Five Feet Apart movie review: love/sick teen romance

Five Feet Apart yellow light

MaryAnn’s quick take…

Beautiful teens fall in love while dying prettily in this year’s tragic young romance, one that medical necessity renders refreshingly chaste. Best bit: Star Haley Lu Richardson is genuinely charming.tweet
I’m “biast” (pro): I’m desperate for movies about girls and women
I’m “biast” (con): nothing
(what is this about? see my critic’s minifesto)
women’s participation in this film
male director, female coscreenwriter, female protagonist
(learn more about this)

Oh hey it’s this year’s tragic-teen romance, about beautiful sensitive adolescents falling in love while dying prettily. The disease of the week this time out is — *spins the wheel of misfortune* — cystic fibrosis, the genetic condition that, among other horrors but most notably, causes one’s lungs to produce prodigious amounts of mucous and leads to frequent life-threatening lung infections. As we will learn in this latest would-be weepy/gentle medical lesson, CF sufferers can often look and seem quite healthy, but their lives are punctuated by extended hospital stays when symptoms flare up or one of those infections strikes.

And so it is with 17-year-old Stella (Haley Lu Richardson: Split, The Edge of Seventeen). She is stuck in a hospital as Five Feet Apart opens, and she’s clearly been there a while: she has made herself quite at home in her room. Her space is festooned with posters and artwork by friends and family, and brightened up with fairy lights; her bed is covered in her own colorful sheets and blankets, not the dreary institutional ones. (This may be the first example of the tragic-teen romance in which the hospital is as pretty as the patients.) She may have a disease that could kill her at any moment, and probably will before she’s 40, but she’s still chipper as hell, like in her YouTube diary entries in which she documents her disease and her treatment: dozens of pills every day; regular episodes of hacking up all that phlegm; etc. Her best friend, Poe (Moises Arias: Pitch Perfect 3, Ben-Hur), another CF kid, is right across the hall, and they do have fun. Stella is sweet and cute, but also tough and resilient, and a pleasure to spend time with; Richardson is genuinely charming.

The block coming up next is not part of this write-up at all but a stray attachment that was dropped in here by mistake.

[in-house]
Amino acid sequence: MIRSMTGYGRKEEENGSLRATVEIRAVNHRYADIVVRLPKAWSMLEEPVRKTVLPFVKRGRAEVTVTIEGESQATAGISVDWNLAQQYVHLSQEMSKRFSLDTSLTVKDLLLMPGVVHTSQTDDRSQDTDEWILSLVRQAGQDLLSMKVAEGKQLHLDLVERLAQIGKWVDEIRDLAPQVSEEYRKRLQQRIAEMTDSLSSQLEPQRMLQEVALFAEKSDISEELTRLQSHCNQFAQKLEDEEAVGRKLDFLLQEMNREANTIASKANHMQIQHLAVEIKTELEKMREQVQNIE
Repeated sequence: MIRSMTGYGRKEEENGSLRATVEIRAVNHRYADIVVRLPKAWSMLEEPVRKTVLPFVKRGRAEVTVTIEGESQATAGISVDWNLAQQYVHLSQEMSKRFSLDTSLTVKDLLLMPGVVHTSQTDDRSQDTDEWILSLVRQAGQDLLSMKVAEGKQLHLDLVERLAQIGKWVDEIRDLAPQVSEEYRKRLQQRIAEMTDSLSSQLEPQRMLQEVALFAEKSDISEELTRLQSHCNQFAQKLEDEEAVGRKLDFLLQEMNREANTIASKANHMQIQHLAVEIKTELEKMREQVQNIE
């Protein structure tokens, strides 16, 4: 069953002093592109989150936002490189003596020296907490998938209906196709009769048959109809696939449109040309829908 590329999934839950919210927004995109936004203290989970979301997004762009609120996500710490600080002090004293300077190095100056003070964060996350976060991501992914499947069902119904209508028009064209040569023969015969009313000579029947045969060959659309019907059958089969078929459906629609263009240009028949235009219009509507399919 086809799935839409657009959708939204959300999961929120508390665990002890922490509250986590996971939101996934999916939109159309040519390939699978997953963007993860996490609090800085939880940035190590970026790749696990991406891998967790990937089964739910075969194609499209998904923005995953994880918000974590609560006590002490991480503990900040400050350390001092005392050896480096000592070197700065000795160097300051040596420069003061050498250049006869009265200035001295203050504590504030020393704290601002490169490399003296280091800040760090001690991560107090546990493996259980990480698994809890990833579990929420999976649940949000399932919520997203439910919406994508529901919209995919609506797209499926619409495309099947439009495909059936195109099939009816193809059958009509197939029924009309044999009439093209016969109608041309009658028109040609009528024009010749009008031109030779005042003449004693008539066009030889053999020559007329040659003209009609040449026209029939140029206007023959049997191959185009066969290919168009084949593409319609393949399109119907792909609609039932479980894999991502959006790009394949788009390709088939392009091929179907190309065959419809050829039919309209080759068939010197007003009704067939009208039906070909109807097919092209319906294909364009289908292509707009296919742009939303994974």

Five Feet Apart Haley Lu Richardson Cole Sprouse
Five feet: not room for Jesus but room for germs.

And then Will (Cole Sprouse: TV’s Riverdale, The Master of Disguise) arrives. He’s a floppy-haired bad boy–slash–secretly vulnerable artist, and he’s in for treatment of bug that is particularly virulent for CF patients. He initially rubs Stella the wrong way for reasons that aren’t at all clear in this first screenplay from writers Mikki Daughtry and Tobias Iaconis*, except, perhaps, to keep the movie from rushing too quickly into their romance. Soon enough, though, it’s all hearts and tummies aflutter… except, as two people with CF, they cannot touch, should not even get within six feet of each other, because of the high possibility of them cross-infecting each other’s uniquely susceptible lungs with their uniquely damaging viruses.